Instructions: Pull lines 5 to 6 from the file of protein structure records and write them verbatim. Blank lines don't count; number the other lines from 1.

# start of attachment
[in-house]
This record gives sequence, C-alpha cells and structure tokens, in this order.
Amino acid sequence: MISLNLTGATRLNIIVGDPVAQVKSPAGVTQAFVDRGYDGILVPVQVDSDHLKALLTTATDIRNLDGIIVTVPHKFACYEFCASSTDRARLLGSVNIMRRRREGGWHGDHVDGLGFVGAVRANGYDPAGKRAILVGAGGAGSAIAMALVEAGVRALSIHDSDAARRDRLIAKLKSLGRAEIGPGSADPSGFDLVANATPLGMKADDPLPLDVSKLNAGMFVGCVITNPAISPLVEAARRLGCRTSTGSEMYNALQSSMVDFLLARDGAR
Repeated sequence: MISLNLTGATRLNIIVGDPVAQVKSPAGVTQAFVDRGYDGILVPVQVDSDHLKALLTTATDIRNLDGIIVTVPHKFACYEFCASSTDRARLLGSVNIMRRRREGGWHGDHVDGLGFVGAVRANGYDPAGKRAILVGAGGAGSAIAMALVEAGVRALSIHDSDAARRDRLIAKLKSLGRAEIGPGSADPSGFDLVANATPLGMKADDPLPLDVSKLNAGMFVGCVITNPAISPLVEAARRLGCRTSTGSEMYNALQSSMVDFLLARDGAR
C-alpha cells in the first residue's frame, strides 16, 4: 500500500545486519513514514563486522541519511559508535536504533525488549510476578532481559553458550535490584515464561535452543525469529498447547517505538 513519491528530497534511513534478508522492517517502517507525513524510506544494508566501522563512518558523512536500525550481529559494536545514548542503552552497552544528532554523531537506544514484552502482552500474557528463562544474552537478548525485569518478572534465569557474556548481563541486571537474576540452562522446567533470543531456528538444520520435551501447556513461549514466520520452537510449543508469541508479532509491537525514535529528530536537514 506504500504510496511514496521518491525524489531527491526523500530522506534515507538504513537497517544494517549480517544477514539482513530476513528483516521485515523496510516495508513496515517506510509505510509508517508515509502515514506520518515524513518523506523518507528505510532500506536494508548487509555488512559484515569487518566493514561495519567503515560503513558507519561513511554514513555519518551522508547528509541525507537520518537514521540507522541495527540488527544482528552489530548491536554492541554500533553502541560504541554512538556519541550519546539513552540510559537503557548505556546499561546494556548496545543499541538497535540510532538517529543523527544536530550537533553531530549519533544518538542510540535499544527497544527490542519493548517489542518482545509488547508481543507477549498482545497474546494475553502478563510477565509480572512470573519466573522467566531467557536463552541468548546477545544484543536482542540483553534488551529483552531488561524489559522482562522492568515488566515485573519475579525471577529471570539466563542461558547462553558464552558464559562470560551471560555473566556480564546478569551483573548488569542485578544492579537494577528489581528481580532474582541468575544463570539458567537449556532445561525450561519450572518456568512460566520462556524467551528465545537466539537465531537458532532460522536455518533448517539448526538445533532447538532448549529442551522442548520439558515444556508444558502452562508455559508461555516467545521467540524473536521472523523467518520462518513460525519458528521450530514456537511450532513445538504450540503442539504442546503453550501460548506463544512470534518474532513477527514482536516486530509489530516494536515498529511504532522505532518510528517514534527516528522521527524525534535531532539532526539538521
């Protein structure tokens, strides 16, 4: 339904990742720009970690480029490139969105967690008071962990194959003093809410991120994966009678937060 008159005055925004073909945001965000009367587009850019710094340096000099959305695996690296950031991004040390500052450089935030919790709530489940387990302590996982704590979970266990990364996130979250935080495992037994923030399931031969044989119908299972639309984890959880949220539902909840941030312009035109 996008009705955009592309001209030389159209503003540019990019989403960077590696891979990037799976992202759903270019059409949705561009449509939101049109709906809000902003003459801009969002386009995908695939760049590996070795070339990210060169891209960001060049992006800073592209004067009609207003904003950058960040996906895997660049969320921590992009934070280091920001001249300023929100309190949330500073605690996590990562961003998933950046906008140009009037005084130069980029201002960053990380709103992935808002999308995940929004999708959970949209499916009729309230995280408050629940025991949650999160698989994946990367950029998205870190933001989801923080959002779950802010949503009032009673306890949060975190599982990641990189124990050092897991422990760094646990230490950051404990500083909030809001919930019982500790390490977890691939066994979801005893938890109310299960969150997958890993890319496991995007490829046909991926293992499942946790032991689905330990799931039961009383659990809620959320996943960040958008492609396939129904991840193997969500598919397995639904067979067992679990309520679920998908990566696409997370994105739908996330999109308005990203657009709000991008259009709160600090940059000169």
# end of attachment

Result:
C-alpha cells in the first residue's frame, strides 16, 4: 500500500545486519513514514563486522541519511559508535536504533525488549510476578532481559553458550535490584515464561535452543525469529498447547517505538 513519491528530497534511513534478508522492517517502517507525513524510506544494508566501522563512518558523512536500525550481529559494536545514548542503552552497552544528532554523531537506544514484552502482552500474557528463562544474552537478548525485569518478572534465569557474556548481563541486571537474576540452562522446567533470543531456528538444520520435551501447556513461549514466520520452537510449543508469541508479532509491537525514535529528530536537514 506504500504510496511514496521518491525524489531527491526523500530522506534515507538504513537497517544494517549480517544477514539482513530476513528483516521485515523496510516495508513496515517506510509505510509508517508515509502515514506520518515524513518523506523518507528505510532500506536494508548487509555488512559484515569487518566493514561495519567503515560503513558507519561513511554514513555519518551522508547528509541525507537520518537514521540507522541495527540488527544482528552489530548491536554492541554500533553502541560504541554512538556519541550519546539513552540510559537503557548505556546499561546494556548496545543499541538497535540510532538517529543523527544536530550537533553531530549519533544518538542510540535499544527497544527490542519493548517489542518482545509488547508481543507477549498482545497474546494475553502478563510477565509480572512470573519466573522467566531467557536463552541468548546477545544484543536482542540483553534488551529483552531488561524489559522482562522492568515488566515485573519475579525471577529471570539466563542461558547462553558464552558464559562470560551471560555473566556480564546478569551483573548488569542485578544492579537494577528489581528481580532474582541468575544463570539458567537449556532445561525450561519450572518456568512460566520462556524467551528465545537466539537465531537458532532460522536455518533448517539448526538445533532447538532448549529442551522442548520439558515444556508444558502452562508455559508461555516467545521467540524473536521472523523467518520462518513460525519458528521450530514456537511450532513445538504450540503442539504442546503453550501460548506463544512470534518474532513477527514482536516486530509489530516494536515498529511504532522505532518510528517514534527516528522521527524525534535531532539532526539538521
């Protein structure tokens, strides 16, 4: 339904990742720009970690480029490139969105967690008071962990194959003093809410991120994966009678937060 008159005055925004073909945001965000009367587009850019710094340096000099959305695996690296950031991004040390500052450089935030919790709530489940387990302590996982704590979970266990990364996130979250935080495992037994923030399931031969044989119908299972639309984890959880949220539902909840941030312009035109 996008009705955009592309001209030389159209503003540019990019989403960077590696891979990037799976992202759903270019059409949705561009449509939101049109709906809000902003003459801009969002386009995908695939760049590996070795070339990210060169891209960001060049992006800073592209004067009609207003904003950058960040996906895997660049969320921590992009934070280091920001001249300023929100309190949330500073605690996590990562961003998933950046906008140009009037005084130069980029201002960053990380709103992935808002999308995940929004999708959970949209499916009729309230995280408050629940025991949650999160698989994946990367950029998205870190933001989801923080959002779950802010949503009032009673306890949060975190599982990641990189124990050092897991422990760094646990230490950051404990500083909030809001919930019982500790390490977890691939066994979801005893938890109310299960969150997958890993890319496991995007490829046909991926293992499942946790032991689905330990799931039961009383659990809620959320996943960040958008492609396939129904991840193997969500598919397995639904067979067992679990309520679920998908990566696409997370994105739908996330999109308005990203657009709000991008259009709160600090940059000169």